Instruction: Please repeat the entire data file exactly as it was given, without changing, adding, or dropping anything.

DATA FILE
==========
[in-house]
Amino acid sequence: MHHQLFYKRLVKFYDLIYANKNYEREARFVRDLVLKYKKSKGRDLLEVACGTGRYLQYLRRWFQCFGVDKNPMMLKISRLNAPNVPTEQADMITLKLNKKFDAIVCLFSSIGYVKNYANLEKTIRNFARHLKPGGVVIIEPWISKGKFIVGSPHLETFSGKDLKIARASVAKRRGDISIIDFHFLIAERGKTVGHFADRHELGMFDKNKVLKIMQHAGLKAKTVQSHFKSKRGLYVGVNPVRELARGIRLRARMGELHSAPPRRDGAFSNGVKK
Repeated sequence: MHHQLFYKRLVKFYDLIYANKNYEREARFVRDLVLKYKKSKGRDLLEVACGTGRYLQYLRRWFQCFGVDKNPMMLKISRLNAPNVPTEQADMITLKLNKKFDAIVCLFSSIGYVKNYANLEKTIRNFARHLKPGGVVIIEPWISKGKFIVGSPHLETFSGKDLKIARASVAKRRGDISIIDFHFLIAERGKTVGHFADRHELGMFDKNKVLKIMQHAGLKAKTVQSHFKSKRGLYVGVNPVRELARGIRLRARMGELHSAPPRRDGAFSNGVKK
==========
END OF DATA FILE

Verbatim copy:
[in-house]
Amino acid sequence: MHHQLFYKRLVKFYDLIYANKNYEREARFVRDLVLKYKKSKGRDLLEVACGTGRYLQYLRRWFQCFGVDKNPMMLKISRLNAPNVPTEQADMITLKLNKKFDAIVCLFSSIGYVKNYANLEKTIRNFARHLKPGGVVIIEPWISKGKFIVGSPHLETFSGKDLKIARASVAKRRGDISIIDFHFLIAERGKTVGHFADRHELGMFDKNKVLKIMQHAGLKAKTVQSHFKSKRGLYVGVNPVRELARGIRLRARMGELHSAPPRRDGAFSNGVKK
Repeated sequence: MHHQLFYKRLVKFYDLIYANKNYEREARFVRDLVLKYKKSKGRDLLEVACGTGRYLQYLRRWFQCFGVDKNPMMLKISRLNAPNVPTEQADMITLKLNKKFDAIVCLFSSIGYVKNYANLEKTIRNFARHLKPGGVVIIEPWISKGKFIVGSPHLETFSGKDLKIARASVAKRRGDISIIDFHFLIAERGKTVGHFADRHELGMFDKNKVLKIMQHAGLKAKTVQSHFKSKRGLYVGVNPVRELARGIRLRARMGELHSAPPRRDGAFSNGVKK